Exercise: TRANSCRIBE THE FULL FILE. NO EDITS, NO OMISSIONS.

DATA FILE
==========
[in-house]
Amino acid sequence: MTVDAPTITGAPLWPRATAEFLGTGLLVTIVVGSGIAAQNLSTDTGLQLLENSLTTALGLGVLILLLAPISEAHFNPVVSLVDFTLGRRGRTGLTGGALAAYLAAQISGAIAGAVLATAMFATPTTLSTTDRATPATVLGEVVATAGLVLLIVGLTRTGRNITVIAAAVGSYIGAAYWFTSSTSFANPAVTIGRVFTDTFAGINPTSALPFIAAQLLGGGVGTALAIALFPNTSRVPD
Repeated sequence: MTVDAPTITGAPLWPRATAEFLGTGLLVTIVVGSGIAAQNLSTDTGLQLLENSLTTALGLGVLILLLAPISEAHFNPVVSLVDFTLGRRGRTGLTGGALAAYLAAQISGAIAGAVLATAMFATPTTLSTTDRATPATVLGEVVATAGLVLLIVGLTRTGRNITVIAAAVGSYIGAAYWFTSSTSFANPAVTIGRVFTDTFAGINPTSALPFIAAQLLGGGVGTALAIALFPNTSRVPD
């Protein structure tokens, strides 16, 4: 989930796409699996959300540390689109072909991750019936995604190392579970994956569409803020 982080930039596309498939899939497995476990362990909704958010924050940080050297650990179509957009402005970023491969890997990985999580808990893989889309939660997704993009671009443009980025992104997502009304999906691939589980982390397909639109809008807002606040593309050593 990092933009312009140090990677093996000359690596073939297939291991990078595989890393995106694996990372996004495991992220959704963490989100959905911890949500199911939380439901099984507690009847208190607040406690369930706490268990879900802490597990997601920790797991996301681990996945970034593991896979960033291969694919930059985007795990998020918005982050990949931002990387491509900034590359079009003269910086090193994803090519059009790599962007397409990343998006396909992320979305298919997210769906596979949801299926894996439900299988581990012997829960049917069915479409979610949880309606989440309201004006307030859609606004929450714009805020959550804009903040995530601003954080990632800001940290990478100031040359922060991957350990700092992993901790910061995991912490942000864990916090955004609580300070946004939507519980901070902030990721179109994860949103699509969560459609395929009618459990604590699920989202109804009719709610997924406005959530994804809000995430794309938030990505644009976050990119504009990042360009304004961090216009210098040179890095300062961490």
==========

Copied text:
[in-house]
Amino acid sequence: MTVDAPTITGAPLWPRATAEFLGTGLLVTIVVGSGIAAQNLSTDTGLQLLENSLTTALGLGVLILLLAPISEAHFNPVVSLVDFTLGRRGRTGLTGGALAAYLAAQISGAIAGAVLATAMFATPTTLSTTDRATPATVLGEVVATAGLVLLIVGLTRTGRNITVIAAAVGSYIGAAYWFTSSTSFANPAVTIGRVFTDTFAGINPTSALPFIAAQLLGGGVGTALAIALFPNTSRVPD
Repeated sequence: MTVDAPTITGAPLWPRATAEFLGTGLLVTIVVGSGIAAQNLSTDTGLQLLENSLTTALGLGVLILLLAPISEAHFNPVVSLVDFTLGRRGRTGLTGGALAAYLAAQISGAIAGAVLATAMFATPTTLSTTDRATPATVLGEVVATAGLVLLIVGLTRTGRNITVIAAAVGSYIGAAYWFTSSTSFANPAVTIGRVFTDTFAGINPTSALPFIAAQLLGGGVGTALAIALFPNTSRVPD
């Protein structure tokens, strides 16, 4: 989930796409699996959300540390689109072909991750019936995604190392579970994956569409803020 982080930039596309498939899939497995476990362990909704958010924050940080050297650990179509957009402005970023491969890997990985999580808990893989889309939660997704993009671009443009980025992104997502009304999906691939589980982390397909639109809008807002606040593309050593 990092933009312009140090990677093996000359690596073939297939291991990078595989890393995106694996990372996004495991992220959704963490989100959905911890949500199911939380439901099984507690009847208190607040406690369930706490268990879900802490597990997601920790797991996301681990996945970034593991896979960033291969694919930059985007795990998020918005982050990949931002990387491509900034590359079009003269910086090193994803090519059009790599962007397409990343998006396909992320979305298919997210769906596979949801299926894996439900299988581990012997829960049917069915479409979610949880309606989440309201004006307030859609606004929450714009805020959550804009903040995530601003954080990632800001940290990478100031040359922060991957350990700092992993901790910061995991912490942000864990916090955004609580300070946004939507519980901070902030990721179109994860949103699509969560459609395929009618459990604590699920989202109804009719709610997924406005959530994804809000995430794309938030990505644009976050990119504009990042360009304004961090216009210098040179890095300062961490």